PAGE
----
Thursday, September 30, 2010

Oshkosh Beer of the Week: Wisconsin Beer

Yesterday I went to Dublin’s for lunch. I ordered an O’so Night Train Porter to go with my meal. It was the first time since April that I’d had a Night Train and when I took that initial draw it was like meeting up with an old friend. I drank a lot of this last winter, but I’d forgotten what a fine beer it is. It’s full and creamy with a pleasant roastiness that stops just short of being sharp. It’s a beer that’s great for keeping around the house and dipping into every day. It has more than enough flavor complexity to keep you interested, but it’s not so loud that it wears on you.

Over the past week I’ve had a number of excellent beers in Oshkosh that were all in this same vein. There was the Chief Black Hawk Porter from Tyranena that Becket’s has going, Potosi’s Gandy Dancer Porter at Oblio’s, Central Waters’ Oktoberfest, the Dark Lager at Fratellos and now I see that O’Marro’s has O’so’s Rusty Red on tap. These are beers that aren’t extreme or flashy enough to generate the sort of hype that gets everyone cackling, but they’re each so good in their own way that to take any of them for granted would be a mistake. And they’re all from Wisconsin.

There’s a lot of great beer being made in Wisconsin right now and because it’s so easy for us to get it’s also easy to forget how lucky we are to have it. I was thinking about this a couple weeks ago when I heard stories from the Great American Beer Festival about how the lines in front of the New Glarus booth were 100 people deep before they even began pouring. It’s hard to imagine waiting in a line like that to get a small sample of a beer that we can buy at most any grocery store or gas station in Oshkosh whenever the urge strikes us. And when I was in Asheville, NC last month and told people I was from Wisconsin, all they wanted to talk about was the beer we have here. One guy, who was working at what is probably the best beer store I’ve ever been in, actually made me promise him that if I ever visited again, I’d bring him beer from Wisconsin. Asheville, by the way, was again named the top beer city in America this year. These aren’t people who are deprived of good beer.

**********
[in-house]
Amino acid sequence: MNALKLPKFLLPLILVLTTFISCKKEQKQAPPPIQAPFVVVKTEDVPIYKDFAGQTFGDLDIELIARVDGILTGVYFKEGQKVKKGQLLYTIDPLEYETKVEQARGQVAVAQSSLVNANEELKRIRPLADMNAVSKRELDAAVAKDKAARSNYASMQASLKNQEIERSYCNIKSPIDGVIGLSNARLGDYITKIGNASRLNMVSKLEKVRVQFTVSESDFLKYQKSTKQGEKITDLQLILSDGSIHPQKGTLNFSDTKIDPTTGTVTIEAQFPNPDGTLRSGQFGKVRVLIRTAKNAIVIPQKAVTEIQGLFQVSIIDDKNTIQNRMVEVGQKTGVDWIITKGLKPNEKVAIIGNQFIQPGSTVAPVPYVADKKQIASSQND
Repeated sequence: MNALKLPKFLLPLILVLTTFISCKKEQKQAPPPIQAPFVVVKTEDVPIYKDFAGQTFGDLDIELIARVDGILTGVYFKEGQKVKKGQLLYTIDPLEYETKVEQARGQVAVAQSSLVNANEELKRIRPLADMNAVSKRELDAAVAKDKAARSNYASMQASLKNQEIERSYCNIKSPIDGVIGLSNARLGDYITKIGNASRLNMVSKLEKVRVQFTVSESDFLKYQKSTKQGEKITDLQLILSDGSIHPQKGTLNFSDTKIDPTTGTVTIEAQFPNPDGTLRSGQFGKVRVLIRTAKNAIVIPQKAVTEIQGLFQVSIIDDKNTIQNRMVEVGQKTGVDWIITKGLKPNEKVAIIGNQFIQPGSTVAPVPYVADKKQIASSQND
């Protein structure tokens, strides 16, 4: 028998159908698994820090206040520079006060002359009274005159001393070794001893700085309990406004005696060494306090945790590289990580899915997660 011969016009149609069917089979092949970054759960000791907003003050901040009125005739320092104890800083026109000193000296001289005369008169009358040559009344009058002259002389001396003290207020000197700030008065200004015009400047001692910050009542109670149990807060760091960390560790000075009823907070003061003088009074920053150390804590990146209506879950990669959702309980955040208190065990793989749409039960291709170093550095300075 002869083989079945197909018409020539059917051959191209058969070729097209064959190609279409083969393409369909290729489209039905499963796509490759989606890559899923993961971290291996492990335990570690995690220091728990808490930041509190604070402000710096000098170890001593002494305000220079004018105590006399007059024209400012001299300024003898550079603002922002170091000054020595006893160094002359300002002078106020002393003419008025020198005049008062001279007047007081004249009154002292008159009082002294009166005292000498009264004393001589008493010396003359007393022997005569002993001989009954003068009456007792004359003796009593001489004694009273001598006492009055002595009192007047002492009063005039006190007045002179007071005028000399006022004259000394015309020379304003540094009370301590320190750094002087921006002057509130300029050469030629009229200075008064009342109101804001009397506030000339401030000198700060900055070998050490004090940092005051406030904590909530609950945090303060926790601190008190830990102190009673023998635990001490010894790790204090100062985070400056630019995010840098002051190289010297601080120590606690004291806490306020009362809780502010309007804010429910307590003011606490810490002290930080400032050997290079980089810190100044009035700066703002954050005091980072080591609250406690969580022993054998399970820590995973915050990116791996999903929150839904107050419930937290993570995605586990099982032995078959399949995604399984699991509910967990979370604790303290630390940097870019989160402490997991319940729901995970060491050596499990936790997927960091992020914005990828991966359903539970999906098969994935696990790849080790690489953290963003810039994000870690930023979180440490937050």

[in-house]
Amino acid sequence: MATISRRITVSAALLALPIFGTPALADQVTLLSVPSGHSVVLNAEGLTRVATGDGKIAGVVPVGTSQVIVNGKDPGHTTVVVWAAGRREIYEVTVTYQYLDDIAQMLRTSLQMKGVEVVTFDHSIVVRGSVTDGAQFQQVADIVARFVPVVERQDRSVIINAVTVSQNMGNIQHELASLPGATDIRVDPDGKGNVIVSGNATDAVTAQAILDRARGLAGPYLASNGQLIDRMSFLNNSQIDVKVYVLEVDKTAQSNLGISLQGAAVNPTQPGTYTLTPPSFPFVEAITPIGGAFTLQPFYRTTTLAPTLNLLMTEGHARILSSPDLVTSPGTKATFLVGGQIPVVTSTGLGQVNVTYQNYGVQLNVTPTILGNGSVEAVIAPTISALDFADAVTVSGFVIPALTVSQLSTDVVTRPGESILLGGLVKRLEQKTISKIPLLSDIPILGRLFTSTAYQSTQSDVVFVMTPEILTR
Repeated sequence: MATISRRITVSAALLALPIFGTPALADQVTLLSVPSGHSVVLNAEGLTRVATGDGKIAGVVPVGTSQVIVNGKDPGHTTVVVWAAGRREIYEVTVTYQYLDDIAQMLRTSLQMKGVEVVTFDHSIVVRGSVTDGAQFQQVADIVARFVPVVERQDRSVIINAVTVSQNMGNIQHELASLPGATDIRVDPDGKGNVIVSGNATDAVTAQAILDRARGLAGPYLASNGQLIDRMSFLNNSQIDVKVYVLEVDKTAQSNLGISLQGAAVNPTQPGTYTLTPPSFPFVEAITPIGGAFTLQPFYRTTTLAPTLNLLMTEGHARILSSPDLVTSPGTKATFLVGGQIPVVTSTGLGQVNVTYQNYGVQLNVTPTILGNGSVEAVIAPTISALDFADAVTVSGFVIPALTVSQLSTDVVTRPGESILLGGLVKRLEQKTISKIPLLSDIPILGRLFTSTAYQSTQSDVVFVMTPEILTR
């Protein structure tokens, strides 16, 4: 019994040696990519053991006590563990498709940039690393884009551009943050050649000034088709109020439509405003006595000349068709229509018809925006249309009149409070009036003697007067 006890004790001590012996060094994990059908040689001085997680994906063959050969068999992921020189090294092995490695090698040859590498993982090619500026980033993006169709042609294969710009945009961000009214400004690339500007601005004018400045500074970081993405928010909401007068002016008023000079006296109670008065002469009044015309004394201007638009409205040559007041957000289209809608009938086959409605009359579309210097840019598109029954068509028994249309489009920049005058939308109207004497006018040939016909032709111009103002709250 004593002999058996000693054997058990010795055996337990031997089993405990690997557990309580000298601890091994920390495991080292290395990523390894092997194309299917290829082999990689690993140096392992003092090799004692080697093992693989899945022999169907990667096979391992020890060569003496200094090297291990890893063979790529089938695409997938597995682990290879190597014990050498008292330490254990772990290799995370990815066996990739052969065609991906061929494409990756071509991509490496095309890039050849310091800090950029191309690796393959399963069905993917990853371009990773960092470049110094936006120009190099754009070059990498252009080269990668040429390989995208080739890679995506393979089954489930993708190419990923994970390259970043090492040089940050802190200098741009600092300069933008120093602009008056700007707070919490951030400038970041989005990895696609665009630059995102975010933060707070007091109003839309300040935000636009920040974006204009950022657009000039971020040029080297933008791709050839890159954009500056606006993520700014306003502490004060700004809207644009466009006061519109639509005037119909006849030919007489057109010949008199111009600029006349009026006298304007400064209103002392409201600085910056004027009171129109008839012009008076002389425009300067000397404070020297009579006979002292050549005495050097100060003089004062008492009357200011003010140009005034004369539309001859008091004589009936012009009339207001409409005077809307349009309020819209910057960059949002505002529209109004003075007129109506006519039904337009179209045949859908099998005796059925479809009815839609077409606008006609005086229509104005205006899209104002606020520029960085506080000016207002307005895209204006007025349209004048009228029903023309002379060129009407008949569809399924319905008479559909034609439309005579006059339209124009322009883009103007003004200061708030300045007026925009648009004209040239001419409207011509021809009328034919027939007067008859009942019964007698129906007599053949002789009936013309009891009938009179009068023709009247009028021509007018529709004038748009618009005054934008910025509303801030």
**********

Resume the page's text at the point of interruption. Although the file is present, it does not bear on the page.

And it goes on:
The point I’m trying to make is that we ought to take the time to appreciate what’s going on around here. You and I are living in one of the best places in the world to drink beer. Without a doubt, this is a golden age. And if there’s one thing history makes clear, it’s that golden ages do not last. We're fortunate. Let's enjoy this while we can.

Tuesday, September 28, 2010

The Beer Side of Oshkosh’s Oktoberfest

If you live in or around Oshkosh, you already know that we’ll be having our first Oktoberfest celebration this weekend at the Leach Amphitheater. What you may not have heard is that unlike the “Octoberfest” that was held last weekend just a few clicks up the road, the Oktoberfest in Oshkosh will offer authentic German beer. Here, at least, it’s going to be done right.